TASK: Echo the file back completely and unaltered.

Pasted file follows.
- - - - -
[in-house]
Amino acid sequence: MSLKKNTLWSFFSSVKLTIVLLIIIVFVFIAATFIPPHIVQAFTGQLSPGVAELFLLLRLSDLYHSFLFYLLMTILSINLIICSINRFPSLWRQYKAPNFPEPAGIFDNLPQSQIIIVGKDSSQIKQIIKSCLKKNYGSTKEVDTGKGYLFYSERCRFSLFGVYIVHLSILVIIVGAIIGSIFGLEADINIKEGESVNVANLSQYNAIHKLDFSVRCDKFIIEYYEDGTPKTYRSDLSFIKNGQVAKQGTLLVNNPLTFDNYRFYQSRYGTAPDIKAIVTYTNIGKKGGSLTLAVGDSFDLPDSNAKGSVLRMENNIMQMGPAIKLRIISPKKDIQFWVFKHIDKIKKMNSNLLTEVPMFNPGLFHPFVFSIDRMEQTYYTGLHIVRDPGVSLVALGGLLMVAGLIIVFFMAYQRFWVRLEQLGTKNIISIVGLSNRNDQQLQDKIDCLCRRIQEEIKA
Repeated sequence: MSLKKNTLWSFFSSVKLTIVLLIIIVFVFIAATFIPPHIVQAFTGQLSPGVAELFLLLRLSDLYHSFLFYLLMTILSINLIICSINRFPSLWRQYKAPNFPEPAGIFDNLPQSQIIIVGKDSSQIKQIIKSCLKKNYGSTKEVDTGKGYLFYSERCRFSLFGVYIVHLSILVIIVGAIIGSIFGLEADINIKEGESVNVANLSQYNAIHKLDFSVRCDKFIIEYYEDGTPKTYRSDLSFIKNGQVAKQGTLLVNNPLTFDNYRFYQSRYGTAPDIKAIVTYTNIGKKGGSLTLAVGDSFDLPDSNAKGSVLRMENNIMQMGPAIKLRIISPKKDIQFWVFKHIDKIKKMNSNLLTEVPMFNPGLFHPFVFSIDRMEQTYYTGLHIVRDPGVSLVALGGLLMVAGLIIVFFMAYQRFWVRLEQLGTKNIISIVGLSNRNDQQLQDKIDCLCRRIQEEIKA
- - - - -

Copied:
[in-house]
Amino acid sequence: MSLKKNTLWSFFSSVKLTIVLLIIIVFVFIAATFIPPHIVQAFTGQLSPGVAELFLLLRLSDLYHSFLFYLLMTILSINLIICSINRFPSLWRQYKAPNFPEPAGIFDNLPQSQIIIVGKDSSQIKQIIKSCLKKNYGSTKEVDTGKGYLFYSERCRFSLFGVYIVHLSILVIIVGAIIGSIFGLEADINIKEGESVNVANLSQYNAIHKLDFSVRCDKFIIEYYEDGTPKTYRSDLSFIKNGQVAKQGTLLVNNPLTFDNYRFYQSRYGTAPDIKAIVTYTNIGKKGGSLTLAVGDSFDLPDSNAKGSVLRMENNIMQMGPAIKLRIISPKKDIQFWVFKHIDKIKKMNSNLLTEVPMFNPGLFHPFVFSIDRMEQTYYTGLHIVRDPGVSLVALGGLLMVAGLIIVFFMAYQRFWVRLEQLGTKNIISIVGLSNRNDQQLQDKIDCLCRRIQEEIKA
Repeated sequence: MSLKKNTLWSFFSSVKLTIVLLIIIVFVFIAATFIPPHIVQAFTGQLSPGVAELFLLLRLSDLYHSFLFYLLMTILSINLIICSINRFPSLWRQYKAPNFPEPAGIFDNLPQSQIIIVGKDSSQIKQIIKSCLKKNYGSTKEVDTGKGYLFYSERCRFSLFGVYIVHLSILVIIVGAIIGSIFGLEADINIKEGESVNVANLSQYNAIHKLDFSVRCDKFIIEYYEDGTPKTYRSDLSFIKNGQVAKQGTLLVNNPLTFDNYRFYQSRYGTAPDIKAIVTYTNIGKKGGSLTLAVGDSFDLPDSNAKGSVLRMENNIMQMGPAIKLRIISPKKDIQFWVFKHIDKIKKMNSNLLTEVPMFNPGLFHPFVFSIDRMEQTYYTGLHIVRDPGVSLVALGGLLMVAGLIIVFFMAYQRFWVRLEQLGTKNIISIVGLSNRNDQQLQDKIDCLCRRIQEEIKA